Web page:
Flotsam & Jetsam // Ugly Noise
Rating: 2.0/5.0Don’t call it a comeback!
Label: PledgeMusic
Websites: flotsam-and-jetsam.com  |  myspace.com
Release Dates: Out now!

The Flotsam & Jetsam train has been rollin’ since way back in 85 and once included the mighty Jason Newsted, until Metallica poached him and made him a musical indentured servant to their inflated egos and group dysfunctions. Since then, they’ve had a lengthy career with a few successes, but they’ve also served as poster boys for the dreaded Law of Diminishing Returns. A series of listless, sub par albums alienated many of their fans and at times, their recorded output smacked of a band simply going through the motions. 2011s The Cold was surprisingly good and made me wonder if they could make a real comeback. With the release of Ugly Noise (which was self-financed by way of PledgeMusic), it seems certain there will be no return to the salad days of their Arizona thrash supremacy. When a band with a career spanning almost 30 years and 10 records under their belt has to rely on PledgeMusic, it says something quite dubious about them or the music industry as a whole, I won’t speculate which. Regardless, despite the line up from the well-regarded Cuatro opus reuniting for this one, Ugly Noise is a big leap backwards from The Cold and its loaded with bland, uninspired tunes that straddle the line between hard rock and tepid metal. Apart from a few decent tracks, this thing is a real let-down and feels directionless and empty…like so much ugly noise.

First things first, Ugly Noise does NOT see Flotzilla revisiting the days of such thrash glory as No Place for Disgrace. No, sir, this is watered down metal mixed with watered down hard rock with only a few flare ups of speed sprinkled here and there as an afterthought. The title track is kind of dark, a little bit gritty, and has mid-tempo, chugging thrash riffing fading in and out. There’s no real energy to be found though and the chorus falls totally flat, despite Eric A.K.’s best efforts to ply the listener with his still solid pipes. It’s just a total flatline of a song. “Gitty Up” increases the tempo, but it sounds like a goofy mash-up of the Dead Kennedys version of “Rawhide” and the ever shameful Flotsam cover of Elton John‘s “Saturday Night’s Alright for Fighting.” Other songs like “Carry On,” “Rage,” “Cross the Sky” and “I Believe” are so nondescript and bland, they could almost invent a whole new genre called Cardboard Metal.

In fairness, there are a few decent, if not exceptional cuts scattered about. “Run and Hide” incorporates electronica and muted riffing to create an effectively grim, ominous vibe as Mr. A.K. lends an extra emotional performance and manages to bring in a bit of Operation Mindcrime flavor to the proceedings (for which, I’m sure Geoff Tate will spit on him muchly). “Play Your Part” works by mining the same dark mood and A.K. stretches his vocal range a bit to good effect. “Rabbit’s Foot” is light-hearted but manages to be catchy and memorable in a quasi-country rock way.  Lastly, “To Be Free” feels like a (slight) return to the days when they thought they were the next Metallica and the urgency to the riffing is refreshing, if only because its adrift in a veritable sea of dullness.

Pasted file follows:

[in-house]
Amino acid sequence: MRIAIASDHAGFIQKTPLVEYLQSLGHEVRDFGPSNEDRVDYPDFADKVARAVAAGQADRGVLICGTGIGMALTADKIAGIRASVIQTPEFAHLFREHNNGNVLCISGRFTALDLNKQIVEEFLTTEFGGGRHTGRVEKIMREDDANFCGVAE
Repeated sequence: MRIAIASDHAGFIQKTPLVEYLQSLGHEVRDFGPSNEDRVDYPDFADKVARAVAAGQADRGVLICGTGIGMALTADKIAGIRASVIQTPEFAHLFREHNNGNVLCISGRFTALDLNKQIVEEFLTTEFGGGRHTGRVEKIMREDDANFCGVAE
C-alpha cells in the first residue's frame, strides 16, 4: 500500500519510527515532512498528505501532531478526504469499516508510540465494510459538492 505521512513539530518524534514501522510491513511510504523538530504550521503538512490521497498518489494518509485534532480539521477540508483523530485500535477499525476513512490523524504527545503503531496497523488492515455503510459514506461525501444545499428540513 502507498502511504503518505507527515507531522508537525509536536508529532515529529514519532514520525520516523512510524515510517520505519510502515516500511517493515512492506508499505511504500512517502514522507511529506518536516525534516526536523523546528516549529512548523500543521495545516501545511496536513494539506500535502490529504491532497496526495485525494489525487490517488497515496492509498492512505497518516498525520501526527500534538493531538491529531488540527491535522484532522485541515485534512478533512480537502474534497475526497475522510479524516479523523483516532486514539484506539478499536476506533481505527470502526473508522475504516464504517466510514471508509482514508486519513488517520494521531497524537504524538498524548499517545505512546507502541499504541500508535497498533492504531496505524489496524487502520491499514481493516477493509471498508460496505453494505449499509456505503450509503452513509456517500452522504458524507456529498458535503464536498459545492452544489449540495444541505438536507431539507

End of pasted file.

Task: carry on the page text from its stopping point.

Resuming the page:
Of the performances here, A.K. fares the best. He was never one of my favorite singers, but he has an above average range and when he wants, he can still belt it out. Less remarkable is the guitar work from Edward Carlson and Michael Gilbert. Though the duo has chops and shows it here and there, much of the riffing is boring and overly simplistic, without much to hook in the listener. There are some interesting solo flourishes here and there (1:30 on “Giddy Up,” the solo and riffing in “Play Your Part”), but they can’t redeem the overall blandness of the playing.

Now, about this PledgeMusic thing. I don’t know what brought them to use this DIY/donational funding gadget largely used by unknowns, and I readily admit to being surprised a band at their level of notoriety would do so. If they did it to escape the bullshit and politics of the music industry, then bully for them! If they did it obtain more creative freedom to pursue the sound and style they wanted, I support it, despite the shitty results. If however, they did it out of desperation or real need, perhaps that should’ve been a sign their time in the sun has faded into the gloaming. I know if I was an “investor” in Ugly Noise, I would have some serious questions for the Board of Directors when the annual shareholder meeting was convened.

After getting me to entertain vague hopes of a Flots renaissance with The Cold, they’ve effectively slammed the door on the fingers of my expectations with this filler-infested dud. Looks like you can’t go home again, be it Arizona or metallic respectability, and that sad, broken down piano on the cover is far more telling than the band knows. Somewhere in the desert, Flotzilla is digging a hole.